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Irresponsibly responsible

11 October 2012 By Andy Mukherjee

The Bank of Japan has a conundrum: how to make a credible commitment to recklessly printing more money. The central bank wrote the primer on unconventional monetary policy a decade ago when it pioneered quantitative easing. But as other central banks have embraced loose money, the BOJ has become an increasingly forlorn figure in a crowded rogues’ gallery.

The U.S. Federal Reserve has set the tempo by promising near-zero interest rates until mid-2015. It has also made an open-ended commitment to buying mortgage bonds at the rate of $40 billion a month until the labour market shows sustained improvement. Meanwhile, the European Central Bank has vowed to buy short-term government bonds of all euro zone countries that officially seek help.

In such a merry season of central bank liberation, the BOJ is stuck with the straitjacket of a predefined, 80 trillion yen ($1 trillion) asset-purchase programme that does expand from time to time – but only when the economy threatens to slip further into its deflationary funk. The result is a Sony Walkman pretending to be an iPhone 5; since the second quarter of 2008, the Bank of Japan has increased its supply of currency and bank reserves by 42 percent. The Fed has more than tripled its monetary base over the same period.

Even the target of the BOJ’s limited asset-buying plan is problematic. The most recent monetary easing plan, announced on Sept. 19, added 10 trillion yen in treasury bills and government bonds to the monetary authority’s shopping list. That’s inadequate for two reasons. First, the BOJ will be making these purchases next year, when they will no longer have any shock value. Second, Japanese banks will be reluctant to part with a three-year government bond that pays a precious 1.4 percent annual coupon if the most likely alternative is to deposit the proceeds with the central bank at a rate of 0.1 percent.

One option is for the BOJ to offer a more generous price – something the central bank has allowed itself to do by scrapping a limit on the minimum yield (and therefore maximum price) it could pay at auctions. But even a negative yield isn’t novel any more. Mildly negative nominal interest rates have already appeared in Denmark, Switzerland and Germany, and deeply negative ones will be impossible as long as currency – a competing security that pays zero interest – isn’t outlawed.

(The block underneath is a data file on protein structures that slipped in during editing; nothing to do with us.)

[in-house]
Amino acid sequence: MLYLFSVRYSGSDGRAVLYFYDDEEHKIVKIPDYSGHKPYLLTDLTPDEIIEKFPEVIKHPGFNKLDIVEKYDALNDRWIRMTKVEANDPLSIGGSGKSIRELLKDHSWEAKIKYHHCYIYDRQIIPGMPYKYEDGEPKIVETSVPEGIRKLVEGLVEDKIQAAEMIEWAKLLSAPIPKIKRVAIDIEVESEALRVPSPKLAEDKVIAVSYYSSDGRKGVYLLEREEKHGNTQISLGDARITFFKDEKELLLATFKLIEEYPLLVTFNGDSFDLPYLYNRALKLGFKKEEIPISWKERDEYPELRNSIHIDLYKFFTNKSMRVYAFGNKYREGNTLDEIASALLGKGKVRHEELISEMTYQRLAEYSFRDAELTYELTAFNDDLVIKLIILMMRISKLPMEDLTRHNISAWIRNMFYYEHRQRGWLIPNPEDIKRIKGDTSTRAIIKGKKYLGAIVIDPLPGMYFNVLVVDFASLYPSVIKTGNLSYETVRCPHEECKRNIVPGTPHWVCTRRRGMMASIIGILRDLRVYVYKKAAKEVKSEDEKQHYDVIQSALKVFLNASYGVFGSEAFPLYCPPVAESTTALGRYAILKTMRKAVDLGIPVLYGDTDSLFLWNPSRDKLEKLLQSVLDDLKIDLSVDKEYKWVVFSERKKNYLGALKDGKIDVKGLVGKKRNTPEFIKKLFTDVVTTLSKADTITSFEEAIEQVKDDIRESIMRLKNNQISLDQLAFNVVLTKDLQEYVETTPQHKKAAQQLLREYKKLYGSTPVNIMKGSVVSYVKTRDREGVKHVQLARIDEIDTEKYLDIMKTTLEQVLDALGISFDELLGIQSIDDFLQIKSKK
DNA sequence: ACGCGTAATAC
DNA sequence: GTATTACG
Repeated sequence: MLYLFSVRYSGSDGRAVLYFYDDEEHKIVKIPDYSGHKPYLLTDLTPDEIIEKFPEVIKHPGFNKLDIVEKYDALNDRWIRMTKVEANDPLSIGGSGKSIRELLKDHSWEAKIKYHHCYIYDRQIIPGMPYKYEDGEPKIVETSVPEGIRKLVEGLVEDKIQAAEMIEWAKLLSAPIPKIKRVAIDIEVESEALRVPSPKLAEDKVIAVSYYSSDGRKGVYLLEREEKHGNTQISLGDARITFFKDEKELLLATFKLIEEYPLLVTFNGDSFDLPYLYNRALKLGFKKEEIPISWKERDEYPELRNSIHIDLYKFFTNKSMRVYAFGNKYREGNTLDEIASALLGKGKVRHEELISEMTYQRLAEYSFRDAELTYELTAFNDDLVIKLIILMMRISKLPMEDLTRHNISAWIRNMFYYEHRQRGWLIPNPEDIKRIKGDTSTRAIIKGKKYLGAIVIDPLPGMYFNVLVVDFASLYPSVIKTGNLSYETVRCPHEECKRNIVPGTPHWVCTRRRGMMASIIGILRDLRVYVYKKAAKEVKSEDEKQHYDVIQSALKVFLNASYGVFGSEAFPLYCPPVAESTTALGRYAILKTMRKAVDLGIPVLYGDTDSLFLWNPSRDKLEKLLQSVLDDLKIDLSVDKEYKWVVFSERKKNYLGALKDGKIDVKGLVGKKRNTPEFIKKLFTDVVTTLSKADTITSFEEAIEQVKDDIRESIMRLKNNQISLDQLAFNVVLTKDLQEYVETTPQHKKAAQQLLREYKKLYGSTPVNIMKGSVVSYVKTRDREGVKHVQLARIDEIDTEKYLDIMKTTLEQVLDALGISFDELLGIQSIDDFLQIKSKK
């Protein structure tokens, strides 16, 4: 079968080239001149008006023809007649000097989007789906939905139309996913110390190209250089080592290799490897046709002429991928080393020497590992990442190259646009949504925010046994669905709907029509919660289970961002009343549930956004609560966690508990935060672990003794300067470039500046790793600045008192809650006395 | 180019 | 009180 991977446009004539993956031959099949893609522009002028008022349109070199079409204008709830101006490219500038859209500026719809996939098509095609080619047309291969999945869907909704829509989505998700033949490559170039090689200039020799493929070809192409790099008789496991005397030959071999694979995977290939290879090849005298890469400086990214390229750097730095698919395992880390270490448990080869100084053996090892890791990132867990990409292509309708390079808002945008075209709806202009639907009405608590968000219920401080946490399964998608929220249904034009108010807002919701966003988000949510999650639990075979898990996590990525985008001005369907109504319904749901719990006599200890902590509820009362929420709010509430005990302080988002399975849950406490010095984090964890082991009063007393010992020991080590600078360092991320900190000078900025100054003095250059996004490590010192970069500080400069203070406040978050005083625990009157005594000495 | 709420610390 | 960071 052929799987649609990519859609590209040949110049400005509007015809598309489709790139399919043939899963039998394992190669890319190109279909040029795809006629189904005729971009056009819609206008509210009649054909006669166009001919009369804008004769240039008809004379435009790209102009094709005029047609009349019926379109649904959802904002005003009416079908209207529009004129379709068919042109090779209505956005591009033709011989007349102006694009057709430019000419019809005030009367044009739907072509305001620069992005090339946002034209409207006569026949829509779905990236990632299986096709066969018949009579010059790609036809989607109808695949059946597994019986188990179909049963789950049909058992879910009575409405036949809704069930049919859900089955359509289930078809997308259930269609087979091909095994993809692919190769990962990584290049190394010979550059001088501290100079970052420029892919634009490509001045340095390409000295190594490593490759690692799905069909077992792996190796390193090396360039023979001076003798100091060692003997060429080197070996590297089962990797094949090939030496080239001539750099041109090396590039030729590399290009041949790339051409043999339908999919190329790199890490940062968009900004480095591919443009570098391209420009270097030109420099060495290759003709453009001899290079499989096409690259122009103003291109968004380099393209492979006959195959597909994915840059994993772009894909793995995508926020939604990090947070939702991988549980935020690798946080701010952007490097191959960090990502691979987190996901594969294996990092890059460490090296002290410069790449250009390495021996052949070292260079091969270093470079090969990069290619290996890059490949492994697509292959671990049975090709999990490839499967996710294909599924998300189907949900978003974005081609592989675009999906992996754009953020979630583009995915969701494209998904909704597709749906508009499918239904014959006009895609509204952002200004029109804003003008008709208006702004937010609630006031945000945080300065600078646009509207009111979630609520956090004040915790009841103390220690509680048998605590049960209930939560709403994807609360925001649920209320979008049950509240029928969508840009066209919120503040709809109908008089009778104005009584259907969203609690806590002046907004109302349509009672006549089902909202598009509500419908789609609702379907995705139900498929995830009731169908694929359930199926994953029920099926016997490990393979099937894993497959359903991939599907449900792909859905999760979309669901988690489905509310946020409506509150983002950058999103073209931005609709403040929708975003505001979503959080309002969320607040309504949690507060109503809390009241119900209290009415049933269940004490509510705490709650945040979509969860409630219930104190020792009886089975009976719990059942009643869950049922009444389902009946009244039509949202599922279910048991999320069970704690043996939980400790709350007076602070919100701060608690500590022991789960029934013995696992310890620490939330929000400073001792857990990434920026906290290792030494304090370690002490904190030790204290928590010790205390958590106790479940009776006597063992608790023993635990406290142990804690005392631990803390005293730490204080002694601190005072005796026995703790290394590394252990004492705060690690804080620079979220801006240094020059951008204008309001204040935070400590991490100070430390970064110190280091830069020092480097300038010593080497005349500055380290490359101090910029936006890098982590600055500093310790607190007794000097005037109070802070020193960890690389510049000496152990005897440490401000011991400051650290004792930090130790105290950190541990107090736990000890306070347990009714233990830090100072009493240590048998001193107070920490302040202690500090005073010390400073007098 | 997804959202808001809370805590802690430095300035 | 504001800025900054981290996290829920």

So what will shock Japan? A new inflation target of, say, 2 percent would induce a yawn, considering that few analysts expect the BOJ to hit even the 1 percent goal it adopted in February. Embracing a new target, such as nominal GDP, lacks the simplicity of aiming for higher prices. The central bank could raise the share of corporate bonds, exchange-traded funds and property-backed securities in its asset-purchase program from their current 8 percent level. That would pile more credit risk onto the BOJ’s balance sheet, but would also channel liquidity to non-banks that may use it to boost credit.

A bolder move would be for the monetary authority to use printed money to buy U.S. Treasury bonds until it hits its inflation target. Such a plan would help exporters by weakening the yen, even as it generates domestic liquidity. Currently, the finance ministry orders purchases of foreign securities out of funds that the government borrows and parks in a special account. This roundabout way of weakening the yen through a fiscal operation – rather than a monetary one – only works temporarily, until a fresh bout of global risk aversion makes the yen a compelling haven again.

Purchasing U.S. Treasuries by printing yen would require changes in the institutional arrangements between the BOJ and the finance ministry. It would also be bound to evoke protests in the United States about Tokyo’s blatant currency manipulation. Then again, Japanese purchases would play the same role that outsized Chinese demand for U.S. government and agency debt did until a few years ago: they will help to keep long-term U.S. interest rates low.

The BOJ needs to change its failing strategy. Risks of a new recession are mounting. If the central bank doesn’t come up with a new policy, Japanese consumers will continue to hoard cash and deny the economy what it has craved since 1999: a little bit of inflation.


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